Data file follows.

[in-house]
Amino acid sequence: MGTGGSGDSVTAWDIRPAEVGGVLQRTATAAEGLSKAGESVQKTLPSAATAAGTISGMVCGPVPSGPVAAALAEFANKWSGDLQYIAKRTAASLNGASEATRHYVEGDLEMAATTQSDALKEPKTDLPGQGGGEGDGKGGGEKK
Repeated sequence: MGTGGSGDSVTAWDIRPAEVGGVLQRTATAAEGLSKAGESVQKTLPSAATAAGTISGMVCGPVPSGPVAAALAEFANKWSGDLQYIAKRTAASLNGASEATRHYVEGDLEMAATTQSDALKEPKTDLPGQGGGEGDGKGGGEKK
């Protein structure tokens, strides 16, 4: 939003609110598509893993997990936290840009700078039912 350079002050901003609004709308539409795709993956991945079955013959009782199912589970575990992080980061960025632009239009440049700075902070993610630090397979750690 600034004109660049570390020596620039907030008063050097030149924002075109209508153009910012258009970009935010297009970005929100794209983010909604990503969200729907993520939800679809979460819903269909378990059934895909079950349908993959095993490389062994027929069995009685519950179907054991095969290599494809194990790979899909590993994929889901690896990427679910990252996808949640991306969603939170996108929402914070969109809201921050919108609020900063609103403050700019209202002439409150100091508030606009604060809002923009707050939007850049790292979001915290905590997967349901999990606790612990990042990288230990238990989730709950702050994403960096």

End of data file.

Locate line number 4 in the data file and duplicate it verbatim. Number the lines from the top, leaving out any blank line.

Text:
């Protein structure tokens, strides 16, 4: 939003609110598509893993997990936290840009700078039912 350079002050901003609004709308539409795709993956991945079955013959009782199912589970575990992080980061960025632009239009440049700075902070993610630090397979750690 600034004109660049570390020596620039907030008063050097030149924002075109209508153009910012258009970009935010297009970005929100794209983010909604990503969200729907993520939800679809979460819903269909378990059934895909079950349908993959095993490389062994027929069995009685519950179907054991095969290599494809194990790979899909590993994929889901690896990427679910990252996808949640991306969603939170996108929402914070969109809201921050919108609020900063609103403050700019209202002439409150100091508030606009604060809002923009707050939007850049790292979001915290905590997967349901999990606790612990990042990288230990238990989730709950702050994403960096």